David Cameron is lying by omission when he says that “the NHS will remain free at the point of use” even if the Transatlantic Trade and Investment Partnership (TTIP) goes ahead. The fact that the services behind the point of use will have been privatised courtesy of TTIP seems to bother him not one jot.
Can we be clear about what TTIP represents? Yes, it includes legislation to ensure the inability to renationalise any privatised industry – some people may shrug their shoulders at that. Far more sinister though is the right of companies to sue governments who bring in legislation which may damage those companies’ interests.
Far-fetched? It’s happening in South America right now, where Philip Morris is threatening to sue Uruguay if the country enacts legislation which the company feels will damage its profits.
Make no mistake, Cameron, in trying to push TTIP through, is representing vested interests and not mine or yours. It is less a piece of legislation, more a full assault on democracy. Get involved, people, before it’s too late!
Cameron may indeed wish to “fire rocket boosters under TTIP” (report, 17 November) but it’s looking increasingly as if the controversial EU-USA trade deal will be a damp squib.
On Monday, the French government announced that it wouldn’t be signing the deal if it included the mechanism that would allow corporations to sue member states in secret courts for introducing legislation to protect public services, the environment or labour rights. Across Europe, almost a million people have signed a petition calling for the deal to be scrapped.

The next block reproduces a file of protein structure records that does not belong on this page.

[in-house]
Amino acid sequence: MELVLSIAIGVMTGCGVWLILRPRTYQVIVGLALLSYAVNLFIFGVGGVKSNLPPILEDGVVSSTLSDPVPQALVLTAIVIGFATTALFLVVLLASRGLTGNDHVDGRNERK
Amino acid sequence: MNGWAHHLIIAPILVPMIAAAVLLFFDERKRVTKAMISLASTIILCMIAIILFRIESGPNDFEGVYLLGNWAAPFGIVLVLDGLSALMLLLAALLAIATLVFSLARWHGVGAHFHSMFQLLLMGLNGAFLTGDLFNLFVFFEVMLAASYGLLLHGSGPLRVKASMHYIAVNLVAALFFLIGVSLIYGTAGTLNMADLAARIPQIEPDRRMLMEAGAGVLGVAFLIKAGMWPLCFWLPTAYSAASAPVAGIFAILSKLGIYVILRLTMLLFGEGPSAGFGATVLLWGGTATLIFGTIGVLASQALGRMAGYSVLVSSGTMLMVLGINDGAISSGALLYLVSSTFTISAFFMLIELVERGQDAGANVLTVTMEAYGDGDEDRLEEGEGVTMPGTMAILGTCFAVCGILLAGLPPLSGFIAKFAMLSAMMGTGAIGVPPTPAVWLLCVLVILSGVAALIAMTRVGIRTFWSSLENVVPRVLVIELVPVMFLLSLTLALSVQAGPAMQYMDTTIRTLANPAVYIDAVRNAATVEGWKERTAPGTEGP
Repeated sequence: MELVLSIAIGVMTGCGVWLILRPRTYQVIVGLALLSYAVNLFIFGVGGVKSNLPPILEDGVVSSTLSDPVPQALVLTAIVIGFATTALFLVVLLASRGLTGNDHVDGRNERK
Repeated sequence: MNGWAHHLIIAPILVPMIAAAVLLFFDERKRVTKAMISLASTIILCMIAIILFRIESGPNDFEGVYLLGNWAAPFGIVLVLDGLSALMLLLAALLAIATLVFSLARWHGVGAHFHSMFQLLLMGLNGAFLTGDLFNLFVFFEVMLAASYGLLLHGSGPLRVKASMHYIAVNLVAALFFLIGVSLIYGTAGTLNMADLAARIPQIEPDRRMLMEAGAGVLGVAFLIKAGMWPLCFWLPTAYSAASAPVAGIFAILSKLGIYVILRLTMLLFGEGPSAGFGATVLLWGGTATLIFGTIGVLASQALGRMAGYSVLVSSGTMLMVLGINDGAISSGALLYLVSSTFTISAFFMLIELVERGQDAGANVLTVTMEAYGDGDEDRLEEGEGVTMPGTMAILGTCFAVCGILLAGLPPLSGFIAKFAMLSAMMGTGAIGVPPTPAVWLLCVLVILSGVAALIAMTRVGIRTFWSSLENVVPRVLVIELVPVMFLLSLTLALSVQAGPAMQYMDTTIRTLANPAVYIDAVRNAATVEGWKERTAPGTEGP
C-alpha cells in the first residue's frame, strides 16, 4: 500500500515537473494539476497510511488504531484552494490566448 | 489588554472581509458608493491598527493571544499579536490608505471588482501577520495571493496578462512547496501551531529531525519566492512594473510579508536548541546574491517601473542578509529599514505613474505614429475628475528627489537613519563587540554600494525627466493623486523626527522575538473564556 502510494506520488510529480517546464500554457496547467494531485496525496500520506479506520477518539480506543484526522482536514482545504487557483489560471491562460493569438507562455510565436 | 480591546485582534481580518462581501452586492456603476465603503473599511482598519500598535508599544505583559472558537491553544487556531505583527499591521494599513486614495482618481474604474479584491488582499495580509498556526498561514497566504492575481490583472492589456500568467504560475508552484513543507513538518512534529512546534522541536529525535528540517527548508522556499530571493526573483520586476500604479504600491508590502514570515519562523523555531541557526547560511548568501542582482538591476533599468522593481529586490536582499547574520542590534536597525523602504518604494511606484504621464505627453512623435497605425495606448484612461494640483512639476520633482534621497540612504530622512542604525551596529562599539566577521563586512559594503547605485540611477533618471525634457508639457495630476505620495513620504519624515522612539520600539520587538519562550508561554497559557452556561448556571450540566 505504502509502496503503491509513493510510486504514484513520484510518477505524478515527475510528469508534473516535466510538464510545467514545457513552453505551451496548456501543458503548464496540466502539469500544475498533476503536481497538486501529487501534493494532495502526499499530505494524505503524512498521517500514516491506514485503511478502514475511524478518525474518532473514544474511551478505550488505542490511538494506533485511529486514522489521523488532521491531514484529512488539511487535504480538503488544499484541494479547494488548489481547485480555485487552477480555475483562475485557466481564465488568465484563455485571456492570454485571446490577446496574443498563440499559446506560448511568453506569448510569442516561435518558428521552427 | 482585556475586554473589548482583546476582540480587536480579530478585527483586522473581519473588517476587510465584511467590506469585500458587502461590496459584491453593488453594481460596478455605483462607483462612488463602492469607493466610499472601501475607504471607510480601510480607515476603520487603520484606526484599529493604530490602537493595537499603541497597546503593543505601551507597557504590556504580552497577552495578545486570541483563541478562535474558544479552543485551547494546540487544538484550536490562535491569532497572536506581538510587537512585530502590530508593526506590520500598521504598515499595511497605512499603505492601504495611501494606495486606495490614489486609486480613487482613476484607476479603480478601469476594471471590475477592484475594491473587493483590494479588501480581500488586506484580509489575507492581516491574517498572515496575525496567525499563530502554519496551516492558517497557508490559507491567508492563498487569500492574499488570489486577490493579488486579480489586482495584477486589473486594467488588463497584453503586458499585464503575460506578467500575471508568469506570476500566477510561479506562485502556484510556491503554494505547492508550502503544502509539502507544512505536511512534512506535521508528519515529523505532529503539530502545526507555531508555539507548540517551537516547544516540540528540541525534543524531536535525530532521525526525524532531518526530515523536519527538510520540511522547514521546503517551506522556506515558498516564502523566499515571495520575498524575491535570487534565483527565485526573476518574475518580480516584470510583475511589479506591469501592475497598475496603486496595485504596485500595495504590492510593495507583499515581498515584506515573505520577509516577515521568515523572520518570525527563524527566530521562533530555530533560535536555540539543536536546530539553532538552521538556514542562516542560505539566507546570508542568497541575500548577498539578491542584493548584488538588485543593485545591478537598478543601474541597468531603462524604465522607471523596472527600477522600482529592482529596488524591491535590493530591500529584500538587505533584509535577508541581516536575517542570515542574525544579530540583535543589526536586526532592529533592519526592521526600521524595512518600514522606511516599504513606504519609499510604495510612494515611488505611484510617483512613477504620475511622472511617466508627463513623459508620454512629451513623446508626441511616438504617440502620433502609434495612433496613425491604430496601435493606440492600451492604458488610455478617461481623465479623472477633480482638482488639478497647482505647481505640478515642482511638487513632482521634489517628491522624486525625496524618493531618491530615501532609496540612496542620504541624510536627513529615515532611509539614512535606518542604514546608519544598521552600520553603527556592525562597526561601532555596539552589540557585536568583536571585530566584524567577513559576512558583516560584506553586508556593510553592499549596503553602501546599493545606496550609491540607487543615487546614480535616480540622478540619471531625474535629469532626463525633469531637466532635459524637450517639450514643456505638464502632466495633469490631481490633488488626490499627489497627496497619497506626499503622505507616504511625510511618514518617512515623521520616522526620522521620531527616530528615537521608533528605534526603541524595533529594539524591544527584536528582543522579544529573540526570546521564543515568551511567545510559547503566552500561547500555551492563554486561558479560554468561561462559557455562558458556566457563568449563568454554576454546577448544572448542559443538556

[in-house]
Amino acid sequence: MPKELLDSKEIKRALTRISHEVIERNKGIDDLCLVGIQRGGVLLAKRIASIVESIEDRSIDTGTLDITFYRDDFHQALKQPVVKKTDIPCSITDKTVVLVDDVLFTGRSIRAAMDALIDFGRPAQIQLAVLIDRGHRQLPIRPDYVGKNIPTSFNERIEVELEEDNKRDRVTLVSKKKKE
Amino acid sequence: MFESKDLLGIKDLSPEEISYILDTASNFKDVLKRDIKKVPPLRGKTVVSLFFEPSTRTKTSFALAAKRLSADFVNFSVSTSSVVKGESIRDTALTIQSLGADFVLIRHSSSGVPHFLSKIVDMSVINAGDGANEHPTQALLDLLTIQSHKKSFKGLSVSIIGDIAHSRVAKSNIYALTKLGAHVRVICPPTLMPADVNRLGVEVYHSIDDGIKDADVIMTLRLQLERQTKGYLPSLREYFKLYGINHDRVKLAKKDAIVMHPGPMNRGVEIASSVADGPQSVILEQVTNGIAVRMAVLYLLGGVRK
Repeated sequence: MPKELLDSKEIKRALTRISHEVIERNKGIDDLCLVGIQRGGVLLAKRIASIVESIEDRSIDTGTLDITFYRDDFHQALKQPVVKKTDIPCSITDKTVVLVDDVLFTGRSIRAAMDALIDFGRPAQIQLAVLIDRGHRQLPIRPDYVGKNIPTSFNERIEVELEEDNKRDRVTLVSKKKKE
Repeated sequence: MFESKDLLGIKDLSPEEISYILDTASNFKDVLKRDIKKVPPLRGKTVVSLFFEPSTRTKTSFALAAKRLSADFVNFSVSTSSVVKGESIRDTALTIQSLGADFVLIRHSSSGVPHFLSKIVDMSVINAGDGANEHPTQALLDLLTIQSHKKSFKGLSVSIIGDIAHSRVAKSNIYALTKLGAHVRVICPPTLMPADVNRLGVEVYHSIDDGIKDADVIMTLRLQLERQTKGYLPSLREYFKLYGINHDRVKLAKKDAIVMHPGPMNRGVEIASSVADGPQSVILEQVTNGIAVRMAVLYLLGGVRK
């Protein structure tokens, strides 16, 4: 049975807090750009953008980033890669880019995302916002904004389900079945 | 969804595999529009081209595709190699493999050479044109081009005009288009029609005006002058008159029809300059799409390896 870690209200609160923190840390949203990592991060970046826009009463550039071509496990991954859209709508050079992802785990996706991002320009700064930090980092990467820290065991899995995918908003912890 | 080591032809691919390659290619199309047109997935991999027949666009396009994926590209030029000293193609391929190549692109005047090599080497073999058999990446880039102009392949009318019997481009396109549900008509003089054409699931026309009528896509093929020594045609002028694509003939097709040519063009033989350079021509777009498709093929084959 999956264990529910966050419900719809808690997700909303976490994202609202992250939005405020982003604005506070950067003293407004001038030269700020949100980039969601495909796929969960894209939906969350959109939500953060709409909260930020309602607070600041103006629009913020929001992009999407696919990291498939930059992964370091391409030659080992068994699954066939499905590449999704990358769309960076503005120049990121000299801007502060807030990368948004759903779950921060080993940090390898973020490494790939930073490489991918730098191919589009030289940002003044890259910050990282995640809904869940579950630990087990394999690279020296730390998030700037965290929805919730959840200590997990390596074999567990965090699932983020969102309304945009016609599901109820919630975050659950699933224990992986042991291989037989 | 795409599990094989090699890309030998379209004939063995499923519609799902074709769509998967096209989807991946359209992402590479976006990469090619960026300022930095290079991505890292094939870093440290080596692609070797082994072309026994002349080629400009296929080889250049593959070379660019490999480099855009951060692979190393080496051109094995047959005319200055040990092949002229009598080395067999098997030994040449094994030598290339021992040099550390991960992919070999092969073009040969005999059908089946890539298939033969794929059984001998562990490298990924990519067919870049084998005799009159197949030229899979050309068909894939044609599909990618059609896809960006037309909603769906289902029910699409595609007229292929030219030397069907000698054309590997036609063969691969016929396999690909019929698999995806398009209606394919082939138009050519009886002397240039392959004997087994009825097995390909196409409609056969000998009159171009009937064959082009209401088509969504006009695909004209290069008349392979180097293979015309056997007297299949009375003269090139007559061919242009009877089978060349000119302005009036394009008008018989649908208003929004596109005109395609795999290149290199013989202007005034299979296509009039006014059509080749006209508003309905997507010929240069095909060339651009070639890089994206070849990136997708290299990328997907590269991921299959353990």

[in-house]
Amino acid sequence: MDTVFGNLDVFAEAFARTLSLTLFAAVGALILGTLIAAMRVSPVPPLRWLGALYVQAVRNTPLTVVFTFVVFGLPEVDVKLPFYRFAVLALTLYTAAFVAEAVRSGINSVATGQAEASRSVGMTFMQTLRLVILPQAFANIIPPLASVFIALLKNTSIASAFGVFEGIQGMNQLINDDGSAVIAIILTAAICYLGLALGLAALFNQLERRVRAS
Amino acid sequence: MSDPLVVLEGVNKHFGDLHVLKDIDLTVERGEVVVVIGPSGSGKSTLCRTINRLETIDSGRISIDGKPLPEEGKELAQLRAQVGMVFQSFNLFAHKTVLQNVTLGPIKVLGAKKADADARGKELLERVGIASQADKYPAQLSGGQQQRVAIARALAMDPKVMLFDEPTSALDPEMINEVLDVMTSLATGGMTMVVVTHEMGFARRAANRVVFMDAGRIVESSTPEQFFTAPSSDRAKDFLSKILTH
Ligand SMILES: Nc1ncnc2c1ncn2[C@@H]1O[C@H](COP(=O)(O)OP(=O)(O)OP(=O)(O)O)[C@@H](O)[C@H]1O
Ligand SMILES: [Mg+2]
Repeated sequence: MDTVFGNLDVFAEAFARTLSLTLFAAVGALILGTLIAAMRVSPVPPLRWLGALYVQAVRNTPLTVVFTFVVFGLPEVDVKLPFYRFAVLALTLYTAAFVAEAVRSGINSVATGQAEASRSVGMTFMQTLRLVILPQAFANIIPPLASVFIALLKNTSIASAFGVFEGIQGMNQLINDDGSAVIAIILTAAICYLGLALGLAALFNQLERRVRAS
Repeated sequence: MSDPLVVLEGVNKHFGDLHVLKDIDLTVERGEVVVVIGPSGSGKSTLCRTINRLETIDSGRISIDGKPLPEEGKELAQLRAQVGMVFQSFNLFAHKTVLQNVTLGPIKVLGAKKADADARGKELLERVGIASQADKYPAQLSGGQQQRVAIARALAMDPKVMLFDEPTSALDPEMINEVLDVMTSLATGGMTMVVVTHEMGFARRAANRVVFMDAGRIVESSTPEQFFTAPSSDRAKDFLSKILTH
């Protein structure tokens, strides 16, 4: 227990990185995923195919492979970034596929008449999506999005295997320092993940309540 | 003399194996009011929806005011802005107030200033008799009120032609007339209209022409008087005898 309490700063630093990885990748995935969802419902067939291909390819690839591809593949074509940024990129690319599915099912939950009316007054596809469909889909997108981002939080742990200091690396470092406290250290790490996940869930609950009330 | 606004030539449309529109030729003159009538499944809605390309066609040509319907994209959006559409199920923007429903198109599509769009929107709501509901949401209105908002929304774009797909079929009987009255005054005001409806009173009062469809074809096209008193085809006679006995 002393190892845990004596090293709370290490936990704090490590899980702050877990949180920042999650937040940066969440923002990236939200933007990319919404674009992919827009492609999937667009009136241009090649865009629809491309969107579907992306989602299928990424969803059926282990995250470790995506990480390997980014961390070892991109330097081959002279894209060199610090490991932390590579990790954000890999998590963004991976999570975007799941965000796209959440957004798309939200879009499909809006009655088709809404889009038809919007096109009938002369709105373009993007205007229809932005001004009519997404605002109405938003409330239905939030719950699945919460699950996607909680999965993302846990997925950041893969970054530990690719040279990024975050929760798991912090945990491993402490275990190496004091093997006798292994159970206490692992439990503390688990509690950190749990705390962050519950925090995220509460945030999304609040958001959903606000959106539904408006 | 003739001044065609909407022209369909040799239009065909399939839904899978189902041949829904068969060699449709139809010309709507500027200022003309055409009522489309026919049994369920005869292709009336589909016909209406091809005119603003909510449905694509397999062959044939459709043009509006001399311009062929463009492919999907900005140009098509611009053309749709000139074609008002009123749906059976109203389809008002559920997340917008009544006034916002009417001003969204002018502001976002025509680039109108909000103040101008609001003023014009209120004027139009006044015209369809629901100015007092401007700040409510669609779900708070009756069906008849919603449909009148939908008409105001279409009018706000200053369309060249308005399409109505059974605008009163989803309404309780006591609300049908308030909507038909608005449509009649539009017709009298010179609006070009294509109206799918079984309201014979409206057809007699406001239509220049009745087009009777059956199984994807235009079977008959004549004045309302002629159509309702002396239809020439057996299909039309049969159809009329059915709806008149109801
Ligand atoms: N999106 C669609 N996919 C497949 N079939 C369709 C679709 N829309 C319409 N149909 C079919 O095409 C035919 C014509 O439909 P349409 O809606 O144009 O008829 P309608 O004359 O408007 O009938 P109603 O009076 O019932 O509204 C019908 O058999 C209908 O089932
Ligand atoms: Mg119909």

While Cameron claims that the deal could enhance food and environmental standards, not everyone in his party agrees with him. Conservative MP Zac Goldsmith has said he finds it “hard to imagine that the process will involve any key standards going up. On the contrary, I suspect that we will see a spiral downwards.”
The £10bn benefit that Cameron claims TTIP will bring to the economy is based on research that has been widely criticised.
A more recent peer-reviewed study from Tufts University has suggested that the deal could bring about the loss of more than half a million jobs across Europe on top of lower wage growth and exports.
Head of Campaigns, World Development Movement, London SW9
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It can only be a matter of time before the looming debt crisis in higher education leads to the financial meltdown of a number of universities (“Tuition fees: three quarters of students won’t be able to pay off their debt”, 18 November).
Fortunately, vested interests exist in every university town which depend for their very survival on the fresh inflow of thousands of new students each September. The prospect of seeing their milch cows going to the wall will compel property magnates to dig deep into their pockets to rescue the local citadel of learning.
This magnanimity is bound to involve considerable renaming and rebranding. So look out for the emergence of the Buy-To-Let Business School, the Property-R-Us Academy, and the University of Platonic Landlord Studies.
It’s lucky men don’t have any feelings
Yasmin Alibhai-Brown (17 November) comments on Julien Blanc, an American who “promises to teach men to pull, manipulate and (allegedly) ravage women at will”. She writes: “An internet petition has gathered more than 140,000 signatures calling for this ban [on allowing him into Britain]. I can’t be absolutely sure of this but I expect most of those who have signed up are females.”
In a few minutes of watching the signatures scroll by, I saw that about one third of them were male names. While two-thirds does count as “most” it’s a long way from the 95 per cent-ish her column seemed to imply she expected. It would probably have been easy for you to get the signature list and check the first 1,000 or so for a better figure, rather than going along with her assertion that “men are too scared to do anything about it”.
Oh, well. It’s not as if her misandry can hurt my feelings. As everyone knows, men don’t have feelings.